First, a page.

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Restless Leg Syndrome could be due to Celiac Disease
Posted By Alison On Jan 25, 2009 @ In Celiac Disease,Gluten Intolerance,News & Research,Symptoms | 18 Comments
I wrote an article a while ago about the connection between gluten and sleep disturbance, including restless leg syndrome. A new study published this month in the medical journal Sleep Medicine confirms the connection between restless leg syndrome and celiac disease.
What is restless leg syndrome?
Here is an explanation from the RLS Foundation:
“Restless legs syndrome (RLS) is a neurological condition that is characterized by the irresistible urge to move the legs. While the name may sound funny, it is a very real disorder. In order for you to be officially diagnosed with RLS, you must meet the criteria described in the four bullets below:
RLS can also cause difficulty in falling or staying asleep which can be one of the chief complaints of the syndrome. A substantial number of people who have RLS also have periodic limb movements of sleep (PLMS). These are jerks that occur every 20 to 30 seconds on and off throughout the night. This can cause partial awakenings that disrupt sleep. Sleep deprivation can seriously impact your work, relationships, and health.”
What is the connection between restless leg syndrome and celiac disease?
Celiac disease can cause iron deficiency, and iron deficiency can cause restless leg syndrome.
In the journal study, people with restless leg syndrome had iron deficiency caused by celiac disease. There were only 4 cases in the study but all 4 reported that the symptoms of restless leg syndrome improved on a gluten-free diet. Many people with restless leg syndrome are given medication to treat it, but it is clear that gluten could be the cause and that celiac testing and a gluten-free diet should be the first course of action.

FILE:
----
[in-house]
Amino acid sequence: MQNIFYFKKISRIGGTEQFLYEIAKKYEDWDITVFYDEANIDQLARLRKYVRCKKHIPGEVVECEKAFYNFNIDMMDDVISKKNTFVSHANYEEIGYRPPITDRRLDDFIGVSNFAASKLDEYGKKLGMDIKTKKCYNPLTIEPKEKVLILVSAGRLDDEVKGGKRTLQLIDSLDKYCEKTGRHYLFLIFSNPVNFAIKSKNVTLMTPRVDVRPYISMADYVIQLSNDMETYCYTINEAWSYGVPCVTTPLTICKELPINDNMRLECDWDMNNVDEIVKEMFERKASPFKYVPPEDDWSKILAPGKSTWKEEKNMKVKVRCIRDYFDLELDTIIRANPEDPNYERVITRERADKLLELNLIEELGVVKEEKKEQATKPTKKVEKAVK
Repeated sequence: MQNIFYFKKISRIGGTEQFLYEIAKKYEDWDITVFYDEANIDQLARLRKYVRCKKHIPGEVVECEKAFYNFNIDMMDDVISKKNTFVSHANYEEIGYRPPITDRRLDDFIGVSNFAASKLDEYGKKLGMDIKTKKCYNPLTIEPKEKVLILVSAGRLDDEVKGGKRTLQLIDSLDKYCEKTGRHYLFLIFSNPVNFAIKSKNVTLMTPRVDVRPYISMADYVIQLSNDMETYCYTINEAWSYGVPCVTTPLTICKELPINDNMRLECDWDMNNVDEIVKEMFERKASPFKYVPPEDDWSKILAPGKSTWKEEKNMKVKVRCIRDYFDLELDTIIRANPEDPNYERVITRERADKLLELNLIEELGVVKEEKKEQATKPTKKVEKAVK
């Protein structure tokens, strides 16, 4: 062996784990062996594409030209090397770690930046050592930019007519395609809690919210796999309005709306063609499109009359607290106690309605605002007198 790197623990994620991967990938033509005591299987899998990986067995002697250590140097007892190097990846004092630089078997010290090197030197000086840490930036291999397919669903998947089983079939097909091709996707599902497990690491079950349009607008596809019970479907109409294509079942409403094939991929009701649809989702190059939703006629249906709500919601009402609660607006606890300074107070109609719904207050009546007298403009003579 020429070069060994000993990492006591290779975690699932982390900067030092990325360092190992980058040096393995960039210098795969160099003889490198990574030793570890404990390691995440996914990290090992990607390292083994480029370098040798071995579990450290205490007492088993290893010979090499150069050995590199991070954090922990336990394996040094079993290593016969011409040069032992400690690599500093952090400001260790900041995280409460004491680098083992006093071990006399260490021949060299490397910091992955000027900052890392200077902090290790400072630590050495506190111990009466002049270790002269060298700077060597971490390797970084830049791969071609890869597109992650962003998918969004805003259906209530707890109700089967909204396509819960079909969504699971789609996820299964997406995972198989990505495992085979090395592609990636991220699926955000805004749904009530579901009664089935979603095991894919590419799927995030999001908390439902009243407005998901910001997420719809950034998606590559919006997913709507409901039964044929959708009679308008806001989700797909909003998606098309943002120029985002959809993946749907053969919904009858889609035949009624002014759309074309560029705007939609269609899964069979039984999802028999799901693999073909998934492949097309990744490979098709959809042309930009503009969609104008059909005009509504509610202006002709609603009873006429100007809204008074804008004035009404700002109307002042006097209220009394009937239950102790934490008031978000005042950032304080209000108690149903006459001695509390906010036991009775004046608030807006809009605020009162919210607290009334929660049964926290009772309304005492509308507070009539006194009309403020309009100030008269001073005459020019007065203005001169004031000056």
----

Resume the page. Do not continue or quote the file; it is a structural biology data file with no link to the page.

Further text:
Here is the abstract of the study:
Celiac disease as a possible cause for low serum ferritin in patients with restless legs syndrome
To describe celiac disease (CD) as a possible cause for low serum ferritin in patients with restless legs syndrome (RLS).
Low iron stores have been found to be a risk factor for RLS with serum ferritin levels less than 45–50 ng/mL associated with increased severity of RLS. It has become routine clinical practice to test serum ferritin in the initial assessment of RLS. CD is a common genetic disorder that can cause iron deficiency.
Consecutive case series of four patients with RLS and serum ferritin below 25 ng/mL, who had positive screening tests for celiac disease.
We report four patients who had serum ferritin <12 ng/mL and positive screening tests for CD. All had CD confirmed by duodenal biopsy and response to a gluten-free diet. RLS symptoms improved in all four, with two able to discontinue RLS medication and two responding without medication.
In patients with RLS and low serum ferritin who do not have an obvious cause for iron deficiency, we suggest looking for CD by simple, inexpensive serologic testing. Diagnosis and treatment of CD is likely to improve the outcome for RLS, as well as identify individuals who are at risk for the significant long-term complications of CD.
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